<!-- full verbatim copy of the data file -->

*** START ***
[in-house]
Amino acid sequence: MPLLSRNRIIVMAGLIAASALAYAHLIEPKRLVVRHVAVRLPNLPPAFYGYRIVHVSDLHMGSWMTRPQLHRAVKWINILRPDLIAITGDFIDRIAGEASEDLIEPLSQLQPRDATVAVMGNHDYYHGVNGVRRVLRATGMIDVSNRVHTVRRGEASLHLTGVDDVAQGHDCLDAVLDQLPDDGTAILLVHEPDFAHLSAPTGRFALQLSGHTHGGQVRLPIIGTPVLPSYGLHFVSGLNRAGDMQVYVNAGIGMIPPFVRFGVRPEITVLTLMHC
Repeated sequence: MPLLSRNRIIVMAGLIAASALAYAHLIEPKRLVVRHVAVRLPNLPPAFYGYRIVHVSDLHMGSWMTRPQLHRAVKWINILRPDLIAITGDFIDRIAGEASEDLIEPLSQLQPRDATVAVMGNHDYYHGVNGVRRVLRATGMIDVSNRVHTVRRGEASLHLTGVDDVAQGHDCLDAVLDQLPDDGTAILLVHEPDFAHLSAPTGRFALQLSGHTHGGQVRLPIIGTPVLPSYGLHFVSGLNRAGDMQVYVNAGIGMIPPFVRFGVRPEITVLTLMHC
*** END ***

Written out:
[in-house]
Amino acid sequence: MPLLSRNRIIVMAGLIAASALAYAHLIEPKRLVVRHVAVRLPNLPPAFYGYRIVHVSDLHMGSWMTRPQLHRAVKWINILRPDLIAITGDFIDRIAGEASEDLIEPLSQLQPRDATVAVMGNHDYYHGVNGVRRVLRATGMIDVSNRVHTVRRGEASLHLTGVDDVAQGHDCLDAVLDQLPDDGTAILLVHEPDFAHLSAPTGRFALQLSGHTHGGQVRLPIIGTPVLPSYGLHFVSGLNRAGDMQVYVNAGIGMIPPFVRFGVRPEITVLTLMHC
Repeated sequence: MPLLSRNRIIVMAGLIAASALAYAHLIEPKRLVVRHVAVRLPNLPPAFYGYRIVHVSDLHMGSWMTRPQLHRAVKWINILRPDLIAITGDFIDRIAGEASEDLIEPLSQLQPRDATVAVMGNHDYYHGVNGVRRVLRATGMIDVSNRVHTVRRGEASLHLTGVDDVAQGHDCLDAVLDQLPDDGTAILLVHEPDFAHLSAPTGRFALQLSGHTHGGQVRLPIIGTPVLPSYGLHFVSGLNRAGDMQVYVNAGIGMIPPFVRFGVRPEITVLTLMHC